Dionysus turned pirates into dolphins, as shown in this vase painting of a scene from the Homeric Hymn.
Dionysus turned pirates into dolphins, as shown in this vase painting of a scene from the Homeric Hymn.

Dolphins were known to serve as messengers from the gods. Taras, son of the ocean god Poseidon, was saved from a sinking ship by a dolphin sent by the old man. Brought to shore, Taras decided to found a new city. A city he decided to call Taras after himself – today it is known as Taranto. The image of Taras of dolphin-back became the icon of the city. Athenaeus also gives us the story of Coiranus the Milesian who rescued a dolphin from some fishermen. He paid the men for their catch and returned the dolphin to the sea. When Coiranus was later shipwrecked everyone else aboard drowned except him, who was rescued by a dolphin. When Coiranus died of old age and the funeral was taking place beside the sea, a great many dolphins were seen in the water as if attending to pay their respects.

Aelian in his compendious “On Animals” relates some stories of animals not only befriending humans, but helping them in their business. At Poroselene a tame dolphin lived in the harbour. It had been fed by hand by an old couple, who raised it as their foster child alongside their son. As soon as it was old enough to brave the deep sea it would go out and hunt fish to bring back to its human family. The human son in turn learned to love the ocean and would swim with the dolphin to bring in money from sightseers. In Euboea, fisherman were said to work in tandem with dolphins. On calm nights they would sail out with fires burning on their prows. This light would dazzle the fish below and attract dolphins. The dolphins would then herd the startled fish towards the men’s nets. For this they were thrown a portion of the catch. This might sound like another one of Aelian’s far-fetched ‘facts’, but in Laguna in Brazil you can watch wild dolphins driving fish towards fishermen wading in the waters.

Gods and Dolphins

The ancients seem to have recognised that there was something uncanny about dolphins. They were like fish, but not fish. They knew that unlike fish dolphins had to surface to breathe, like a human diver. They knew that dolphins form communities and there is a deep bond between a mother and her offspring. Aelian even talks of how this can be exploited – catch a baby dolphin and the mother will swim right into your net to try to save it. They were clever and fast. Pliny calls them the fastest of all animals. The Greek poet Pindar, author of odes on the prowess of athletes, often complimented a runner’s speed by comparing it to that of a dolphin through the waves.

It was clear that dolphins were special. They feature in religious images as far back as we can find. And you had best be careful what you do to a dolphin, as it might just be a god staring back at you with those almost human eyes. In the Homeric Hymn to Apollo, the god is in search of a place to erect a temple. Feeling lazy, he takes the form of a dolphin and leaps about a ship travelling the Greek seas. It is only when he spots the harbour beneath what would become his great temple at Delphi that he returns to the sea, declaring to the men on the ship that:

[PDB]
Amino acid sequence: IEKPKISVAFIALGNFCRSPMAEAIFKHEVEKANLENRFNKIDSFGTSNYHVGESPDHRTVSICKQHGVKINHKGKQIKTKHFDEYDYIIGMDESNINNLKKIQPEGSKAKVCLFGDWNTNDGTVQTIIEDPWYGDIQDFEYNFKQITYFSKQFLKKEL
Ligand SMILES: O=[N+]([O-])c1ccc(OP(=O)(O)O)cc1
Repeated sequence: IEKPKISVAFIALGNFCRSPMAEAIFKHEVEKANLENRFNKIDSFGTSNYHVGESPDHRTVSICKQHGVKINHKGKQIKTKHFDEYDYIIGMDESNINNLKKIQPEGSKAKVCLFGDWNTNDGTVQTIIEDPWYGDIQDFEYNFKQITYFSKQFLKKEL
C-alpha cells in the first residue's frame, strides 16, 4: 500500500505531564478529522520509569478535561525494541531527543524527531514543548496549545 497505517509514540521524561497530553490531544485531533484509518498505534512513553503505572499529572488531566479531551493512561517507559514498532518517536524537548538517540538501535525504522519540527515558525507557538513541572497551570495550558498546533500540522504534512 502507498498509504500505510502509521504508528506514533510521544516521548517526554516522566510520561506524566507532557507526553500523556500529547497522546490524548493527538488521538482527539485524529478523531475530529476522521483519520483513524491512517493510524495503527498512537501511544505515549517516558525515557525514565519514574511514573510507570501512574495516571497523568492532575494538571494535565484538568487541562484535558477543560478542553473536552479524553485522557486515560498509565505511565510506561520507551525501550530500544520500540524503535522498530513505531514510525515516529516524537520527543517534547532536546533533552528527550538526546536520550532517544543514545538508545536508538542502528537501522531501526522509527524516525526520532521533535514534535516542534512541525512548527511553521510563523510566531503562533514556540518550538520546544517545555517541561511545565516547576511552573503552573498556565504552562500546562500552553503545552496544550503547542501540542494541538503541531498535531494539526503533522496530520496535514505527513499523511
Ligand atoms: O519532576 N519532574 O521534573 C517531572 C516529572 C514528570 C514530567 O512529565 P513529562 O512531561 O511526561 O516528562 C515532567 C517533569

And whereas I first, in the misty sea, sprung aboard the swift ship in the guise of a dolphin, therefore pray to me as Apollo Delphinus [Apollo the Dolphin].

There is a more uncomfortable tale told about a Greek god and dolphins in another Homeric Hymn. Dionysus was the Greek god of wine, fertility, and theatre, but he also inspired divine madness and frenzy. In his Homeric Hymn Dionysus has taken the form of a handsome youth, and is standing by the sea when he is captured by pirates. Taking the young man for a prince, they imagine their rewards as they try to tie him up. But the ropes will not hold. Only the helmsman realises what has happened, and tells the pirates to release the god they have foolishly taken captive. He is told to shut up and they get the ship moving out to sea. Immediately, miraculous things begin occurring. Wine bubbles up from between the planks. A vine grows up the mast, hanging with fat grapes. A lion and a bear appear to terrify the crew. Stuck between madness and the deep blue sea, the crew plunge into the waters and are transformed into dolphins. The god then charges them to help men in peril on the sea for their crimes. That is why dolphins have the ability to feel very human and very alien to us. They are us, and they are not.

Dolphins can be cuddly or creepy in their human-like behaviour. Their unique position in the animal world has inspired myth in the ancient world, and still resonates with people today.

Recommended Books from #FolkloreThursday

References & Further Reading

The Homeric Hymns: Translator Jules Cashford, 2003, Penguin Classics

Pliny the Elder: The Natural History

Aelian: On Animals

Athenaeus: The Deipnosophists

Dr Ben Gazur has a PhD in biochemistry, but a keen interest in forteana. He is also a freelance writer working on Epicurean Philosophy, some of which can be read here. Feel free to follow him on Twitter.

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Dr Ben Gazur